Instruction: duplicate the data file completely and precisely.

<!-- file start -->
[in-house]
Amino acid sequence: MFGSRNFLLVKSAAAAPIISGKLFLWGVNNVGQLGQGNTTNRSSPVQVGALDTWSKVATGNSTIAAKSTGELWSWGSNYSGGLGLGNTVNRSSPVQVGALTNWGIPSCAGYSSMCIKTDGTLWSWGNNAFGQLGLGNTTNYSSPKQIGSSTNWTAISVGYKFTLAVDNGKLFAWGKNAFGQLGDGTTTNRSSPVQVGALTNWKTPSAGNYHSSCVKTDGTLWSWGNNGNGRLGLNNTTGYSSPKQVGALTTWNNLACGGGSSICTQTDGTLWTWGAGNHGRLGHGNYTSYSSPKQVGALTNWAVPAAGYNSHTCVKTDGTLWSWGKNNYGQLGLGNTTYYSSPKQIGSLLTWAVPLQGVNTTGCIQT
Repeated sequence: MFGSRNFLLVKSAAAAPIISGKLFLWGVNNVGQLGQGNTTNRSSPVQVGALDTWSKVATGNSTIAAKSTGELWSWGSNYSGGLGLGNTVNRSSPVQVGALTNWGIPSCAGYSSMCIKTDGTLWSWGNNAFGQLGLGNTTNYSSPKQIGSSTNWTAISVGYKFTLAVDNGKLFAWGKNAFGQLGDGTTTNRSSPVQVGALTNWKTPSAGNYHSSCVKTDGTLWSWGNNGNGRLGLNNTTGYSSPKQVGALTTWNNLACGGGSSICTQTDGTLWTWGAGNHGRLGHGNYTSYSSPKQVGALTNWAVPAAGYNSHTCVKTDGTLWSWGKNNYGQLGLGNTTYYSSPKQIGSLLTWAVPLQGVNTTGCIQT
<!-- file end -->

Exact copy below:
[in-house]
Amino acid sequence: MFGSRNFLLVKSAAAAPIISGKLFLWGVNNVGQLGQGNTTNRSSPVQVGALDTWSKVATGNSTIAAKSTGELWSWGSNYSGGLGLGNTVNRSSPVQVGALTNWGIPSCAGYSSMCIKTDGTLWSWGNNAFGQLGLGNTTNYSSPKQIGSSTNWTAISVGYKFTLAVDNGKLFAWGKNAFGQLGDGTTTNRSSPVQVGALTNWKTPSAGNYHSSCVKTDGTLWSWGNNGNGRLGLNNTTGYSSPKQVGALTTWNNLACGGGSSICTQTDGTLWTWGAGNHGRLGHGNYTSYSSPKQVGALTNWAVPAAGYNSHTCVKTDGTLWSWGKNNYGQLGLGNTTYYSSPKQIGSLLTWAVPLQGVNTTGCIQT
Repeated sequence: MFGSRNFLLVKSAAAAPIISGKLFLWGVNNVGQLGQGNTTNRSSPVQVGALDTWSKVATGNSTIAAKSTGELWSWGSNYSGGLGLGNTVNRSSPVQVGALTNWGIPSCAGYSSMCIKTDGTLWSWGNNAFGQLGLGNTTNYSSPKQIGSSTNWTAISVGYKFTLAVDNGKLFAWGKNAFGQLGDGTTTNRSSPVQVGALTNWKTPSAGNYHSSCVKTDGTLWSWGNNGNGRLGLNNTTGYSSPKQVGALTTWNNLACGGGSSICTQTDGTLWTWGAGNHGRLGHGNYTSYSSPKQVGALTNWAVPAAGYNSHTCVKTDGTLWSWGKNNYGQLGLGNTTYYSSPKQIGSLLTWAVPLQGVNTTGCIQT